“With growing concerns regarding water and energy conservation, and the need to lower household utility bills, eco-friendly products have quickly become the ‘cost of entry’ for many manufacturers,” comments Werner. He reports that although green plumbing products have proven to be steadfast, green products among other kitchen and bath product segments – such as tiling, surfacing, flooring, heating/cooling, etc. – will also show steady gains in 2012.

“However, green products trying to command a premium are facing the stiff headwind of the overall economy,” he adds.

“The growth segment will be green products, but only if they are priced reasonably,” agrees Marc Nover, president of Blanco, in Lumberton, NJ. “Consumers will only spend for what they perceive to be good value for their money.”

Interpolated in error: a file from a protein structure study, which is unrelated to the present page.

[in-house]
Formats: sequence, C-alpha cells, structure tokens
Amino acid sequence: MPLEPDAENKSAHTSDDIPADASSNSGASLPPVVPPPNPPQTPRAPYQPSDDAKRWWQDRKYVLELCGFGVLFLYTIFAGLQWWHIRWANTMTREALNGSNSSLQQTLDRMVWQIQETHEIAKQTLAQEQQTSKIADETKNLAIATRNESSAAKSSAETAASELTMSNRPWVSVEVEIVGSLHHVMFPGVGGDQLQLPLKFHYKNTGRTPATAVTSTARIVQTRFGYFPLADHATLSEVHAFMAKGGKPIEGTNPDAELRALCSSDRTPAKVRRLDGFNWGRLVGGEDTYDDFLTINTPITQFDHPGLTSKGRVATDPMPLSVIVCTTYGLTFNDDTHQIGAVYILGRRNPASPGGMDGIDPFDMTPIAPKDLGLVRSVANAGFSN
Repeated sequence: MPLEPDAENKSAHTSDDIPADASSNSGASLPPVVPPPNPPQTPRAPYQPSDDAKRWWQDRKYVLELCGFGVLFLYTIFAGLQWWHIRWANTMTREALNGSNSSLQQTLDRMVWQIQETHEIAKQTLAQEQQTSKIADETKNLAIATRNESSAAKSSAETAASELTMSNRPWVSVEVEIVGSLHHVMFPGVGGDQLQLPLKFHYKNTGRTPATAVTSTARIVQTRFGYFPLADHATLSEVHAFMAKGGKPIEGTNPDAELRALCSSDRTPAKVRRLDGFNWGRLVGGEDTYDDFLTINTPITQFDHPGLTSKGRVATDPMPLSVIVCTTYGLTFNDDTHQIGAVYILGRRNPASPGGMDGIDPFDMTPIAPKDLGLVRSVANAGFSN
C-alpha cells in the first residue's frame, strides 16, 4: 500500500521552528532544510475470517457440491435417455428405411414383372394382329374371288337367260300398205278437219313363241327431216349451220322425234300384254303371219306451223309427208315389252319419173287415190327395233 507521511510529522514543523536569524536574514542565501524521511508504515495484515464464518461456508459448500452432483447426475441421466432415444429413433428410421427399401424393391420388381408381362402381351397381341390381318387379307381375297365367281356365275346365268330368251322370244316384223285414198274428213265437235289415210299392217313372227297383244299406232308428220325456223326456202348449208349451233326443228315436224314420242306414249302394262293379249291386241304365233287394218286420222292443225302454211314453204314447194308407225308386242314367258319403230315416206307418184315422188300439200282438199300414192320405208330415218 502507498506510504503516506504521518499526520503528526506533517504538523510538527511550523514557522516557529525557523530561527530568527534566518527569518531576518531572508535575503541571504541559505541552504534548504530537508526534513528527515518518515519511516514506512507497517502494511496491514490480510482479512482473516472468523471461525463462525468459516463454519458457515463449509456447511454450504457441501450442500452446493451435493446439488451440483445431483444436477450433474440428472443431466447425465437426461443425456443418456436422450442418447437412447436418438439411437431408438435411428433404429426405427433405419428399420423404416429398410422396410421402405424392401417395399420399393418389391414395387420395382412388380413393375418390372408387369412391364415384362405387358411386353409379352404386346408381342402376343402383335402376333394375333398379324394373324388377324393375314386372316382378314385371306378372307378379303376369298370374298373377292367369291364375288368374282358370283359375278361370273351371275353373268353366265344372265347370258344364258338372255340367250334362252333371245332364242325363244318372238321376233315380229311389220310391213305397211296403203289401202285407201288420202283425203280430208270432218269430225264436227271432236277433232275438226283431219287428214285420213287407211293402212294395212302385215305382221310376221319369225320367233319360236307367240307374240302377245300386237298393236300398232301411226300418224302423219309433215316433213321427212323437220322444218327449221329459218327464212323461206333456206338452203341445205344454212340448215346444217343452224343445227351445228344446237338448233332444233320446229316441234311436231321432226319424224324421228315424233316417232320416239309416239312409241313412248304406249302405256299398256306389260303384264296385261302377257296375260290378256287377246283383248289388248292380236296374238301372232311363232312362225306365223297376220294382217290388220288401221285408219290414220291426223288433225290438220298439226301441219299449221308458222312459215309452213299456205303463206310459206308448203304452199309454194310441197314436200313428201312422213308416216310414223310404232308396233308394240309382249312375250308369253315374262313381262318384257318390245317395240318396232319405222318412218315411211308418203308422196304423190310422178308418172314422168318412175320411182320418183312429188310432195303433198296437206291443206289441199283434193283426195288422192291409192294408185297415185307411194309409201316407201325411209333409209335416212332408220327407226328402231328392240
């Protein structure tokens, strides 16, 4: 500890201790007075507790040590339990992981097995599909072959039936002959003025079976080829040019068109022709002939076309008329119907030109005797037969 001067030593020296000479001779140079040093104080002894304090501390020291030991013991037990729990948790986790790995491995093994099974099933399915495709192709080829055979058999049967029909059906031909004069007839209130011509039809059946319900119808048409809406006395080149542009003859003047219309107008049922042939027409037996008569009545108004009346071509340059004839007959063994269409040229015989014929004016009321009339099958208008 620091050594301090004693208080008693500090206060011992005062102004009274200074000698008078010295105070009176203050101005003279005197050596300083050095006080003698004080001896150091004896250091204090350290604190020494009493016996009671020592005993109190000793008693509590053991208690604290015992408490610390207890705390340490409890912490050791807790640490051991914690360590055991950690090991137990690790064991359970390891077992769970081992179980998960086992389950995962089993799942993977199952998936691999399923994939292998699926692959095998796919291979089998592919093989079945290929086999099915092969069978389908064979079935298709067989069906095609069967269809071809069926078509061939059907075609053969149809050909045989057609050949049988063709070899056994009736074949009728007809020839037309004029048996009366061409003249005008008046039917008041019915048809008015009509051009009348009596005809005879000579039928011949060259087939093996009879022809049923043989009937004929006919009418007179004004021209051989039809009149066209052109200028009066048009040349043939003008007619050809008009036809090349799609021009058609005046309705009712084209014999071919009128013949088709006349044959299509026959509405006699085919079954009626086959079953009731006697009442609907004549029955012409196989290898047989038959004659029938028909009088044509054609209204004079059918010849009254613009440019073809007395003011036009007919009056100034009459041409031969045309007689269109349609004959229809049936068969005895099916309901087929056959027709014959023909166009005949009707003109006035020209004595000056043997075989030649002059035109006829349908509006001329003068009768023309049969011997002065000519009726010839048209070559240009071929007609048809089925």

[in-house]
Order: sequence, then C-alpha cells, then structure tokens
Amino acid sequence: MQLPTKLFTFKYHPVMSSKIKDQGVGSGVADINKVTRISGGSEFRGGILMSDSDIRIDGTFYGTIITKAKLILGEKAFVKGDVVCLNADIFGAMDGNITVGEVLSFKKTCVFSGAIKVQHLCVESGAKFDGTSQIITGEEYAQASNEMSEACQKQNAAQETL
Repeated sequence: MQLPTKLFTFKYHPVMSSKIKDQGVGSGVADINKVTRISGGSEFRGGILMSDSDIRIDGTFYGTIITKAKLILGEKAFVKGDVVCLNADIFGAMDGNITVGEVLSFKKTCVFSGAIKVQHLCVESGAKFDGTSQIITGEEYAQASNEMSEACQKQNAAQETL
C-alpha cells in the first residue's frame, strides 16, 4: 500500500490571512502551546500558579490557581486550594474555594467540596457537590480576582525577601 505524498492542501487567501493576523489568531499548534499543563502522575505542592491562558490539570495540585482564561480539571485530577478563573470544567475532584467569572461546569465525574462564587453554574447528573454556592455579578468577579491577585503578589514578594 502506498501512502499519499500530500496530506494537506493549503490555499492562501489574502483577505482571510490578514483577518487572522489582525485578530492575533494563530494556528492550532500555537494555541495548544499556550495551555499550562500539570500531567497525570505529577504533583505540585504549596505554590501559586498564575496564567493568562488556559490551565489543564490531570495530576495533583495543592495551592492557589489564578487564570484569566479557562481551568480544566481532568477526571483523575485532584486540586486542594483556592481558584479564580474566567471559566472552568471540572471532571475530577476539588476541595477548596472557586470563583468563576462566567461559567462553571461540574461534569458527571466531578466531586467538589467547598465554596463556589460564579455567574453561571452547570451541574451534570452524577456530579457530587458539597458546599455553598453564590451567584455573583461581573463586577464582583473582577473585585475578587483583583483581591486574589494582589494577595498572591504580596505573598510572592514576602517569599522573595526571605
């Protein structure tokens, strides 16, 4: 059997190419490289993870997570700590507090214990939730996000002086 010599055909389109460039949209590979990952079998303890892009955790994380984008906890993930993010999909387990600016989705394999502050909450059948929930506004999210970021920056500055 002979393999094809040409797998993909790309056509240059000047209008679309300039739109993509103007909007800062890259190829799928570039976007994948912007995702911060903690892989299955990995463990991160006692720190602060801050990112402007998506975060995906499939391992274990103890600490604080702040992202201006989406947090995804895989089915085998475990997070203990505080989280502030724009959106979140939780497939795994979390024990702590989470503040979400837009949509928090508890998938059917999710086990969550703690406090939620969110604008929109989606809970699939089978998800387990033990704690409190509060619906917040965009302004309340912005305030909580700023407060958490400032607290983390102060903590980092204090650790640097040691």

Indeed, Tim Hunt, president of Huntwood Custom Cabinets in Liberty Lake, WA notes, “The segment that will see the largest decline in growth will probably be the expensive ‘gimmick’ green products, ones that are ‘green’ but that have no tangible benefit of use.”

Value focus

As noted, kitchen and bath dealers and designers are concerned about their profit margins, and their concern about competition from big box stores and online retailers is still strong. Consumers want quality products but often for reduced prices, and will shop to find the best deal.

“One of my biggest challenges will remain getting people through the door,” comments Jonathan Wike, owner, Kitchen & Counter in Niles, OH. “I believe I can satisfy their needs if I can meet them. It’s amazing how many people go to the big box stores, and then comment that they didn’t know we did that type of work.”

Service and products at the right price will be key in 2012, but it is difficult to determine what the right price is.